European Fashion Heritage Association

Journal EFHA World

A New History of Made in Italy by Lucia Savi

European fashionfashion historyItalian fashionmade in Italytextile history

EFHA took part to the presentation of the book in the headquarters of our partner Centro di Ricerca Gianfranco Ferré in Milan

On February 28, in the beautiful setting of the Centro di Ricerca Gianfranco Ferré’s headquarters in Milan, we took part of the presentation of ‘A New History of Made in Italy’ by Lucia Savi.

As association that unites European museums and institutions that preserve fashion heritage and, through fashion heritage, problematize the storytelling of local and global history, the European Fashion Heritage Association actively promotes new, analytical and narrative directions who use the history of fashion to reflect on economic, political and identity issues.

Lucia Savi’s book ‘A New History of Made in Italy’ served as springboard to reflect on the current state of the fashion system and its relationship with heritage.

The presentation was developed in the form of a conversation between Lucia Savi, textile historian and curator Margherita Rosina and journalist and critic Antonio Mancinelli, chaired by EFHA’s Marta Franceschini.

The conversation started with Lucia explaining the reasons that brought her to conduct her doctoral research on Italian textiles and then publish a book from her PhD thesis. Her ‘curatorial’ approach to research and writing comes from her long experience at the Victoria and Albert Museum, where she was assistant curator of The Glamor of Italian Fashion 1945–2014 (2014), Shoes: Pleasure and Pain (2015), and curator of Bags Inside Out, an exhibition which literally went around the world.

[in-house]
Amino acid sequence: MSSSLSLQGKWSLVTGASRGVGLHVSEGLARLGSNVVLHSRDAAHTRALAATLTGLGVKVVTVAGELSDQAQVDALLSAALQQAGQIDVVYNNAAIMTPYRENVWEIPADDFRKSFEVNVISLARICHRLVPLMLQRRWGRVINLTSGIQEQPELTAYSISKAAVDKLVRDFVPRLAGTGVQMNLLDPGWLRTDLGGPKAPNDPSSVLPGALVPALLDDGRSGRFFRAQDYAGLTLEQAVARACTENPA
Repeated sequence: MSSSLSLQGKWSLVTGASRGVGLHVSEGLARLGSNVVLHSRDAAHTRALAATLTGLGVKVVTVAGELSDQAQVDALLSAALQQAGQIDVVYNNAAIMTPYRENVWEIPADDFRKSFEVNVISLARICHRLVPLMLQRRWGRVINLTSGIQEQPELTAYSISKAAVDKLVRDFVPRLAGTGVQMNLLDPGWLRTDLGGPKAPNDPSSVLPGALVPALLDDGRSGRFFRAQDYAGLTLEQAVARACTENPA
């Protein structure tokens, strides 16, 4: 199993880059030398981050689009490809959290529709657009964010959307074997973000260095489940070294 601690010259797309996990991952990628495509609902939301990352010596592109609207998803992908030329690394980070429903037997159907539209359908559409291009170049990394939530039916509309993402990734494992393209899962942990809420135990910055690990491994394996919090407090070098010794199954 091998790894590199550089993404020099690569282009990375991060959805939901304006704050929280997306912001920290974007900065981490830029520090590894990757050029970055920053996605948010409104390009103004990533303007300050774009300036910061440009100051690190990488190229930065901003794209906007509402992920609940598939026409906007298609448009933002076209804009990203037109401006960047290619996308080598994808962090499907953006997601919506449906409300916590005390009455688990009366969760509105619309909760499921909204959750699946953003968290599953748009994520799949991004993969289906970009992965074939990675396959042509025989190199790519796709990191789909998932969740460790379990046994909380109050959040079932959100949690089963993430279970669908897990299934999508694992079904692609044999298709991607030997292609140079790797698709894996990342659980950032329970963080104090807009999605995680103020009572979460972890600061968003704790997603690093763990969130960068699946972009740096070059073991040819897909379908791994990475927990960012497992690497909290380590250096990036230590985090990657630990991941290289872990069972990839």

Italian and Anglo-Saxon methodologies were discussed with Margherita and Antonio, who reflected on the differences in approach to studying and writing between Italy and the UK, and also in consulting archives. In 2021, Rosina and Mancinelli were both called by the Italian Ministry of Culture to be part of the study commission for the identification of public policies for the protection, conservation, enhancement and enjoyment of Italian fashion as cultural heritage, and their expertise was invaluable during the conversation, as it touched themes as institutional engagement in the fashion system and the consideration of fashion as producer of culture as well as products.

One of the central themes for the ‘new’ definition of made in Italy proposed by Lucia in her book is Italian textile production, which from the research emerges as a great influence in the definition of a particularly Italian fashion identity, between industrial intelligence, entrepreneurship and creativity applied to production and development.

The analysis made by Lucia in the book highlighted the changes happening in the system, and above all analysing the evolution of roles and hierarchies. In particular, Lucia researched extensively the carnettisti, who connected textile manufacturers to couturiers. Their demise coincided with the development of the ready to wear industry and the rise of the stilista, as person working for the manufacturer to define the ‘style’ of the RTW collections.

After discussing how the stilisti worked and how their role changed again to become creative directors or artistic directors – whose ‘curatorial’ approach to the legacy of brands and historical fashion houses characterises the current way of ‘making fashion’, the discussion closed with an open question: what will the future of Made in Italy be like? We do not know for sure, but surely heritage – and digitised heritage, indeed! – will keep playing a part in the delineation of the future developments of Italian fashion identity.

Want to learn more? Get yourself a copy of the book here.